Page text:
On certification to the Superior Court, Appellate Division.
For reversal -- Chief Justice Wilentz and Justice Handler, Pollock and O'Hern. For affirmance -- Justices Clifford, Garibaldi and Stein. The opinion of the Court was delivered by Pollock, J. Clifford, Garibaldi and Stein, JJ., dissenting.
This case arises out of an agreement by a developer to pay a commission to a real estate broker for procuring a lease with the State of New Jersey (the State) for a new office building. The narrow question is whether the agreement violates N.J.S.A. 52:34-15, which proscribes retaining persons on a commission basis "except bona fide employees or bona fide established commercial or selling agencies maintained by the contractor for the purpose of securing business * * *." The jury found, in answer to a specific interrogatory, that the broker had not been maintained by the owner, and returned a verdict for the State. In an unreported decision, the Appellate Division reversed and remanded for a new trial.
We granted the State's petition for certification, 99 N.J. 165 (1984), to determine whether the statutory requirement that the broker be "maintained by the contractor" was satisfied. We now find that the broker was not "maintained by" the developer, and, hence, that his commission violates N.J.S.A. 52:34-15. Accordingly, we reverse the judgment of the Appellate Division and reinstate the judgment entered on the jury verdict.
In 1954, Samuel J. Plumeri retired after twenty years' employment in the State Treasurer's Office and joined the family real estate business as a salesman. A lifelong resident of Trenton, he has been active for many years in local political and business affairs. At present, he is the president of plaintiff, Samuel J. Plumeri Realty Company, Inc.
The defendants include Capital Place Urban Renewal Associates, Inc. (Capital Place) and the State. Capital Place owns an office building located in downtown Trenton, two blocks from the State Capitol, and known generally as Capital Plaza Tower I (Capital Plaza). The State is the principal tenant in Capital Plaza.
Plumeri first learned of the possible development of Capital Plaza through news accounts in the 1960's. During this same period, Trenton retained the consulting firm of Gladstone Associates to study the development of the project. The "Gladstone Report," published in July 1971, concluded that if the project was to succeed, substantial office facilities would be required and that the State must be a principal tenant. Even before the release of the report, Plumeri met with another broker, Alvin H. Singer, to discuss the possibility of finding a developer. Also before the release of the report, Plumeri met with State Treasurer Joseph McCrane in an attempt to interest the State in leasing space in the project.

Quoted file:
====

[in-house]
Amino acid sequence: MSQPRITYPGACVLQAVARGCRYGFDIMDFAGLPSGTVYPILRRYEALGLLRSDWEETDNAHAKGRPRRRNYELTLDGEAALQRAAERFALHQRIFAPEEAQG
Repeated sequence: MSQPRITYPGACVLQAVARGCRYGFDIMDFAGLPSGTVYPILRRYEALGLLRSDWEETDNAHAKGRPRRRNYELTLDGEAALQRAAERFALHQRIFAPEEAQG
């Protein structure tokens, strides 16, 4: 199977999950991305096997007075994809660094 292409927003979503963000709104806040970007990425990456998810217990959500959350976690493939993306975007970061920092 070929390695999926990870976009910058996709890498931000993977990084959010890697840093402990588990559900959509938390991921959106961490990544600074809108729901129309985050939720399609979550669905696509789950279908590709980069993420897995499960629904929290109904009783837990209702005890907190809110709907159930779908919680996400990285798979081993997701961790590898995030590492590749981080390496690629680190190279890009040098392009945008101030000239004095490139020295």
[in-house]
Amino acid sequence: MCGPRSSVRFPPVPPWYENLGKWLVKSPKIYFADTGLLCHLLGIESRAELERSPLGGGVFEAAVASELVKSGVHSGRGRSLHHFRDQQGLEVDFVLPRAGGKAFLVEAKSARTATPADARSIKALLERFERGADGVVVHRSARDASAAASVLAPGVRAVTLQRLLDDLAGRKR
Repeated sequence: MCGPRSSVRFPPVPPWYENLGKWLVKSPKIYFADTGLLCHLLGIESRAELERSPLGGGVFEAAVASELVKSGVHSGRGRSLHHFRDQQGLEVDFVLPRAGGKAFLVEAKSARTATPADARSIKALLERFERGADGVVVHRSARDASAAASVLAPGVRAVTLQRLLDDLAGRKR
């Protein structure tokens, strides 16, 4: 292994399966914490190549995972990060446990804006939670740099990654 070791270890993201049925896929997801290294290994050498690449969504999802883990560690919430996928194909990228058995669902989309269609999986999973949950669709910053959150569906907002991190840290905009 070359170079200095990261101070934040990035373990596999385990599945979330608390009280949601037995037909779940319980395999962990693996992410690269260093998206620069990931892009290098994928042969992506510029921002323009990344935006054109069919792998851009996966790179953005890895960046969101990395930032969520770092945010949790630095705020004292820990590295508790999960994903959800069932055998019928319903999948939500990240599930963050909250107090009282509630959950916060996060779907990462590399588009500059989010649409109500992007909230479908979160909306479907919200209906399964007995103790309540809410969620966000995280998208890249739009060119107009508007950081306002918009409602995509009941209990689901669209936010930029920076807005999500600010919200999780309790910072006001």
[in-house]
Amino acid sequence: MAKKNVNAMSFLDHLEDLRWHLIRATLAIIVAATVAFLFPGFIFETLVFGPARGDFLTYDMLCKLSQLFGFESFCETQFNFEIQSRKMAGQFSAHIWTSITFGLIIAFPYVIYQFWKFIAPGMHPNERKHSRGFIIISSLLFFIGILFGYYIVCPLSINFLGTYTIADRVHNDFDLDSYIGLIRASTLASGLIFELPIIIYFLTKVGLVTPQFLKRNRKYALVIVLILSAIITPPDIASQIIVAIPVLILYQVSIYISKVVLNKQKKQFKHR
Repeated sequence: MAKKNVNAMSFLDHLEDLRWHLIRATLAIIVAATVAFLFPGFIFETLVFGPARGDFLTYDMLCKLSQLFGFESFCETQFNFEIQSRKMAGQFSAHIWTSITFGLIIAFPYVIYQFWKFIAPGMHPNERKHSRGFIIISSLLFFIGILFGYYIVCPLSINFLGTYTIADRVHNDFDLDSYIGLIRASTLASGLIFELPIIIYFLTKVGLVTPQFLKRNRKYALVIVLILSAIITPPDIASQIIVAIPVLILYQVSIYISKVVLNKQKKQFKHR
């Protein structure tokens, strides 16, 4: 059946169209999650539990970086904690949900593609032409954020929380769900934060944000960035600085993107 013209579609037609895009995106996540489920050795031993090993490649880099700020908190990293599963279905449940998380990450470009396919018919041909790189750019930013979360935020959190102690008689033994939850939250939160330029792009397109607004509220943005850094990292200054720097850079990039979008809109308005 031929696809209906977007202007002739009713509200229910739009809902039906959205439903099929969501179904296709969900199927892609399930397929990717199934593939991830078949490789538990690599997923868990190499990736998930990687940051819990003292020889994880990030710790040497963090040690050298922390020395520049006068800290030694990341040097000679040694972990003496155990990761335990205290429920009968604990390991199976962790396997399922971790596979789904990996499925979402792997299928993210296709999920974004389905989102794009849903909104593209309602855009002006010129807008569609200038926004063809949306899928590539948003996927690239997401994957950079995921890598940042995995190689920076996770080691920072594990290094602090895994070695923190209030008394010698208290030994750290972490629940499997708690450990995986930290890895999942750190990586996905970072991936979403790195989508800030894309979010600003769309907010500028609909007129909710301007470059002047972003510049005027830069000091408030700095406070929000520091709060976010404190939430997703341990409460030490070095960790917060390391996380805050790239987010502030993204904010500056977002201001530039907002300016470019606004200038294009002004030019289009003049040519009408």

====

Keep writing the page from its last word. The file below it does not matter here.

Plumeri was unsuccessful, however, in finding a developer until November 1971, when he met Eugene M. Grant, an experienced real estate developer, as well as a licensed lawyer and real estate broker in New York. Acting as an independent broker, Plumeri undertook to interest Grant in the project as a potential developer. Grant inspected the site with Plumeri, and on January 11, 1972 wrote to the Director of the Trenton Department of Planning and Development, expressing an interest in the project.
In February 1972, Plumeri introduced Grant at a meeting of the Mayor and Trenton City Council. Grant explained his proposal, and the following month, the City Council gave to Grant and Capital Place an exclusive four-month option to develop the site.
From the outset, Grant realized that for the project to succeed, the State must be the principal tenant, and he relied on Plumeri for access to the appropriate State officials. Accordingly,
Plumeri introduced Grant to James O'Connor, the Director of the State Division of Purchase and Property, which is part of the Department of the Treasury. This meeting, in turn, led to another meeting between Grant and McCrane. As a result of those meetings, O'Connor gave Grant a written commitment on September 21, 1972 that the State would lease office space in Grant's proposed building. Negotiations on the lease began that same month and continued late into 1973, when they ceased because of the forthcoming change from the Cahill to the Byrne administration.
On June 5, 1973, eighteen months after Plumeri first became involved with Grant, he and Capital Place entered into an agreement under which Plumeri would receive $346,666.65 as a commission on rents that Capital Place was to receive from the State. The agreement specifically provided that Plumeri's commission was contingent on the State leasing and commencing to pay rent for approximately 100,000 square feet of office space in Capital Plaza.
In early 1974, Grant renewed negotiations with the new administration, but Plumeri did not attend these sessions. After several negotiating sessions, the possibility of the payment of a commission to Plumeri was raised. Deputy State Treasurer Clifford Goldman, who took an active role in the negotiations, questioned Plumeri's right to a commission. On March 22, 1974, the then-Director of the Division of Purchase and Property, Frank M. Papale, Jr., wrote to Capital Place enclosing a proposed lease for Capital Plaza. In the letter, the Director explained that he had reduced the rent from $7.50 to $7.36 per square foot by eliminating Plumeri's commission, which appeared "to be violative of the provisions set forth in N.J.S.A. 52:34-15."
Five days later, at a March 27, 1974 meeting with State officials, Grant explained Plumeri's role, stating: "I wouldn't waste my time knocking on ...